Country singer, songwriter. Born Hiram Williams, on September 17, 1923, in Georgiana, Alabama. As a young boy, Williams joined the local church choir and eventually taught himself to play the guitar; his early musical influences were local African-American street performers. In 1937, Williams moved to Montgomery, Alabama, where he made numerous guest appearances on an early morning radio show. With his newly formed band, Hank Williams and His Drifting Cowboys, he began performing at honky-tonks and square dances, before dropping out of high school at the age of 16.
With the onset of World War II, Williams temporarily shelved his music career in order to build ships for the U.S. Navy. In 1944, he reunited with the Drifting Cowboys; later that year, he married recent divorcee Audrey Mae Sheppard. The couple moved to Nashville in 1946, where Williams forged what would become a lifelong relationship with music publisher Fred Rose. Under the tutelage of Rose, Williams signed with MGM Records in 1947. His first single with the label, “Move It On Over” (1947), secured a place at No. 3 on the country charts.
In August 1948, Williams and the Drifting Cowboys debuted on the country music radio show The Louisiana Hayride. During his performance, Williams gave a show-stopping rendition of the standard “Lovesick Blues.” Originally recorded in the 1920s, Williams’ version of “Lovesick Blues” was released in 1949 and climbed the country charts to No. 1, where it remained for 16 consecutive weeks. On the strength of the song’s success, Williams was invited to perform at the Grand Ole Opry, and, in the summer of 1949, he became a permanent member. In addition to a rigorous touring schedule, Williams cohosted (with Audrey) a syndicated radio program called The Health and Happiness Show.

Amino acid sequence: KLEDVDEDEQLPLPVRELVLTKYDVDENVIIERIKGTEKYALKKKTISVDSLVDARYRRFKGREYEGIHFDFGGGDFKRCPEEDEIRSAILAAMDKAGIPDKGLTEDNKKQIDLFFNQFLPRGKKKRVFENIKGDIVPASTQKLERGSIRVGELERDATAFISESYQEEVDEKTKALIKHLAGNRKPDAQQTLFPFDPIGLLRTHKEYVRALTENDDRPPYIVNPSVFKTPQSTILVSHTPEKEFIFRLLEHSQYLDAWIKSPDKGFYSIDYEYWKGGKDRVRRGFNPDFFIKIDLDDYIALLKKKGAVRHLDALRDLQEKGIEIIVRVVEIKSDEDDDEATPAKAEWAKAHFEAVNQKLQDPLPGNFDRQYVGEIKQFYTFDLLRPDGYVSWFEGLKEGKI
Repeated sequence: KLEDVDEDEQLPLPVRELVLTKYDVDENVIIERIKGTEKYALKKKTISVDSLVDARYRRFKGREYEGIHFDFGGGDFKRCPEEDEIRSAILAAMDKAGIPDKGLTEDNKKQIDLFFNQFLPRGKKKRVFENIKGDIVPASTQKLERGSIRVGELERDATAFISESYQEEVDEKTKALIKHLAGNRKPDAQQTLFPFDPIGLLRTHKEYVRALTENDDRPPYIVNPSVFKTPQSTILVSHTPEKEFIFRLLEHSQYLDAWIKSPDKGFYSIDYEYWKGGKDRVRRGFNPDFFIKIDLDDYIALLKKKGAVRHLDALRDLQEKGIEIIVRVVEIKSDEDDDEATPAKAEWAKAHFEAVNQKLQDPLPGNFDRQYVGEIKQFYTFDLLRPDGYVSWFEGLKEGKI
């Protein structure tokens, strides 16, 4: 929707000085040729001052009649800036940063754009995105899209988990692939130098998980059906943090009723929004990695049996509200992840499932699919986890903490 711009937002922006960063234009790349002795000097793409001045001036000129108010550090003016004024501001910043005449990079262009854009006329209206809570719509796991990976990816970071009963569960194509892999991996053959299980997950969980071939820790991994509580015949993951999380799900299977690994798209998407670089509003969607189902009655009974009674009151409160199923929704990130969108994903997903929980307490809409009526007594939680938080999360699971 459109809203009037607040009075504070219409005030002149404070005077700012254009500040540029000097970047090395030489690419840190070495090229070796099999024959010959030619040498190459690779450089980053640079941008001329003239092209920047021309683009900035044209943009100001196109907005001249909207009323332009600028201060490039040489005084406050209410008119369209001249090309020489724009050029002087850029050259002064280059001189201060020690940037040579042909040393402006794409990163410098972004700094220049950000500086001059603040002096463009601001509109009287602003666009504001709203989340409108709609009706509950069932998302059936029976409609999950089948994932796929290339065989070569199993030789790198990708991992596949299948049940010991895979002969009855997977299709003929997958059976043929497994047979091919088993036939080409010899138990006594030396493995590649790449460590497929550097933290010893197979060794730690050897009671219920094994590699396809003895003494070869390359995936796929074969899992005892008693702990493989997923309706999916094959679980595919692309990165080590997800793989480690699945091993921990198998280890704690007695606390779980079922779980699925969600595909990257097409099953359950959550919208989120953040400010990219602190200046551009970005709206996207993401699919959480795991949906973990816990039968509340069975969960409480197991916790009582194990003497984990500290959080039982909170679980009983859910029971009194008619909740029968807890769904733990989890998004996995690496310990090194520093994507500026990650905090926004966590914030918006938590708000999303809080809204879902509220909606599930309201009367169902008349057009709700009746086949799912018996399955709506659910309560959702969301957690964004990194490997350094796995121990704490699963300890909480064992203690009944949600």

Before his untimely death, Williams released the hit songs “Cold, Cold Heart,” “Hey, Good Lookin’“ (both 1951), “Jambalaya” (1952) and “Your Cheatin' Heart” (1953). Unsettled by a chronic back condition, worsened by drug and alcohol abuse, Williams’ health began to deteriorate, culminating in his death (from a heart attack) on January 1, 1953. The 29-year-old left behind a legacy of over 100 classic country songs. His son, Hank Williams Jr., followed in his footsteps, becoming a popular country singer in the 1960s.
Called the “Hillbilly Shakespeare,” Williams wrote simple melodies that mixed the sound of gospel, blues, and country music, while his lyrics evoked a powerful sense of emotion; he is often credited with introducing country music to the general public.
In 1961, Williams was the first artist inducted into the Country Music Hall of Fame (with Fred Rose and Jimmie Rodgers); in 1987, he was accepted into the Rock and Roll Hall of Fame. Among his many posthumous honors were the Academy of Country Music’s Pioneer Award (1973) and the Grammy Lifetime Achievement Award (1987).
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